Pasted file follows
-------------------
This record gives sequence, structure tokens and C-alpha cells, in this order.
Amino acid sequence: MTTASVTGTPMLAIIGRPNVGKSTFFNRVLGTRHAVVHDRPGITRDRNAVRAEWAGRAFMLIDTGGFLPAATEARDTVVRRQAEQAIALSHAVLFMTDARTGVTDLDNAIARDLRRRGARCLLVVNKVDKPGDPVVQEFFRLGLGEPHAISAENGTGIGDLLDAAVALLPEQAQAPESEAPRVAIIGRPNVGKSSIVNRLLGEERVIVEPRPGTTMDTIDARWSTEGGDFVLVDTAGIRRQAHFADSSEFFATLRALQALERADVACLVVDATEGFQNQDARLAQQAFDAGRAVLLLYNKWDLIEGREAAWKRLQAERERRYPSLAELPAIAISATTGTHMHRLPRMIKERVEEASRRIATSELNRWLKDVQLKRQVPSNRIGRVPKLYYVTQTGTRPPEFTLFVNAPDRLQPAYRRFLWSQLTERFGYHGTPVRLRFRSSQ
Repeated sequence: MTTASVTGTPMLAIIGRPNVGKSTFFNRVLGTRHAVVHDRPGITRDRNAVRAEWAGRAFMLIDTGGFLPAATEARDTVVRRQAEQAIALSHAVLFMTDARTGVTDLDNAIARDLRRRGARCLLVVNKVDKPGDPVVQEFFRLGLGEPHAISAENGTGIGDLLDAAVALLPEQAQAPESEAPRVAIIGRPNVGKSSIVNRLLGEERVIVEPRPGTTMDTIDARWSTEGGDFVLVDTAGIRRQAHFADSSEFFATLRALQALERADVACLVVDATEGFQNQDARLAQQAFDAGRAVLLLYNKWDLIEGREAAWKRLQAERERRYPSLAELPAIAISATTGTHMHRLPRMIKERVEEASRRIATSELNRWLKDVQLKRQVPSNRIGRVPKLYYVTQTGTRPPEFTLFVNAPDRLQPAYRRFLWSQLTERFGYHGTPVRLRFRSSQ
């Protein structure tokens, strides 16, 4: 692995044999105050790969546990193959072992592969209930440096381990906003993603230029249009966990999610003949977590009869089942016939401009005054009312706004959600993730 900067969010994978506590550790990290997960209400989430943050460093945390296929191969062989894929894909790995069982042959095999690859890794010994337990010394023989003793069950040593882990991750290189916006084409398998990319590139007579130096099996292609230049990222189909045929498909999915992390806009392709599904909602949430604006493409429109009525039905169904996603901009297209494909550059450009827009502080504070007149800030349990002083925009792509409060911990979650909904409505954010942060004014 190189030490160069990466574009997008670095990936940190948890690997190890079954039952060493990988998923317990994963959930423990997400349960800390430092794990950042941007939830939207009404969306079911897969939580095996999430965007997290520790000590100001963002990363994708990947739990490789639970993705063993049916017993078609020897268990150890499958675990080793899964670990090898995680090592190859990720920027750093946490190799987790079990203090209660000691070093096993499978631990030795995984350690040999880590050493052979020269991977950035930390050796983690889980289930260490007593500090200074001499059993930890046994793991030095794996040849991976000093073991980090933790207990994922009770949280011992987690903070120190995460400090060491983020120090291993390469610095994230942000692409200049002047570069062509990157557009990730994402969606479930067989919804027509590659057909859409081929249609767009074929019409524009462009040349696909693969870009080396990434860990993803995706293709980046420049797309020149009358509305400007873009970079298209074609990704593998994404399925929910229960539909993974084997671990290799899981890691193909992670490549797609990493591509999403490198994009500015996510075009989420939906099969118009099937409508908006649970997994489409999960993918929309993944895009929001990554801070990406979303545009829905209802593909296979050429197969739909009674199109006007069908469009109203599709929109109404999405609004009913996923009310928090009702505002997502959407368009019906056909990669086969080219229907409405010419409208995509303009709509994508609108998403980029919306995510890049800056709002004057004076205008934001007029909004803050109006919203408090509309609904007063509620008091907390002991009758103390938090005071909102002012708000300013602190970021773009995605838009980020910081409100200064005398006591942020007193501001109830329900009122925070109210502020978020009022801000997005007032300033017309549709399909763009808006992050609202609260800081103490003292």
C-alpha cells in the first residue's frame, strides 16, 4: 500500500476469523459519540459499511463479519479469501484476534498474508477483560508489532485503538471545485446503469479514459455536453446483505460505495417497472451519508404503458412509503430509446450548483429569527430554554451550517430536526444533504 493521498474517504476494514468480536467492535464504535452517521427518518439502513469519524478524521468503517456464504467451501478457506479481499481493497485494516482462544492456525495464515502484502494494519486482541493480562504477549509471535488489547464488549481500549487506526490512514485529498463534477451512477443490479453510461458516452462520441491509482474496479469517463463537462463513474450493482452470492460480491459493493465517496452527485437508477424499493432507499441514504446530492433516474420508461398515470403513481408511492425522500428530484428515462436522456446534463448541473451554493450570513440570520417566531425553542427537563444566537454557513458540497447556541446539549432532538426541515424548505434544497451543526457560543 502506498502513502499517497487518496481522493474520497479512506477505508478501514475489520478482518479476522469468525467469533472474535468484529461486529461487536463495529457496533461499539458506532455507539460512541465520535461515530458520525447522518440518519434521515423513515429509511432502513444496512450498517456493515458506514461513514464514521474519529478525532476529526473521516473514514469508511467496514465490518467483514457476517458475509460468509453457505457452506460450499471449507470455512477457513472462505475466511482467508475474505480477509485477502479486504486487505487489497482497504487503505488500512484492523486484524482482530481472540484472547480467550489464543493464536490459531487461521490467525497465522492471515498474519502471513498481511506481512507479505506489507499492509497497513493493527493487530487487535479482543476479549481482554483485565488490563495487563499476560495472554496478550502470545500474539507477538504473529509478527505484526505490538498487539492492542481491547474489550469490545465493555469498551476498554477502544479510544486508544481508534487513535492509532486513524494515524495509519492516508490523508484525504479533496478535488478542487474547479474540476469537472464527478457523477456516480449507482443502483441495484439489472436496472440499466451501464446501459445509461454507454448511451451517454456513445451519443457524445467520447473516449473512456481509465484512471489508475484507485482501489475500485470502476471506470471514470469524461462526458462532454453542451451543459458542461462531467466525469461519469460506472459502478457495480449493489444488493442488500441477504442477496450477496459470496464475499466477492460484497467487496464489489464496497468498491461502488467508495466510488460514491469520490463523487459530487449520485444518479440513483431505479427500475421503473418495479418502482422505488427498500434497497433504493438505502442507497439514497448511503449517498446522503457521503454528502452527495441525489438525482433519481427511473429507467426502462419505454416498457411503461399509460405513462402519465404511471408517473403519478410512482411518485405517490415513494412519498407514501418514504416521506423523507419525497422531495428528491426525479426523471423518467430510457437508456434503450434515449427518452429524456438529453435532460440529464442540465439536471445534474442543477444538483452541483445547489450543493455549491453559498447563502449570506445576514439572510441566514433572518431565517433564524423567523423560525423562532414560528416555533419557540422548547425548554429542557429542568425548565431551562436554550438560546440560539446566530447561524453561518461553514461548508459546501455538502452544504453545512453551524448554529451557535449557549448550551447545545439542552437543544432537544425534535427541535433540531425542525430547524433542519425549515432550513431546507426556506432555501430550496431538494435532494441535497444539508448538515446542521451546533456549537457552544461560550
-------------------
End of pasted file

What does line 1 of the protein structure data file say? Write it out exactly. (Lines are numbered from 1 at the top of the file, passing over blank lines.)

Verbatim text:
This record gives sequence, structure tokens and C-alpha cells, in this order.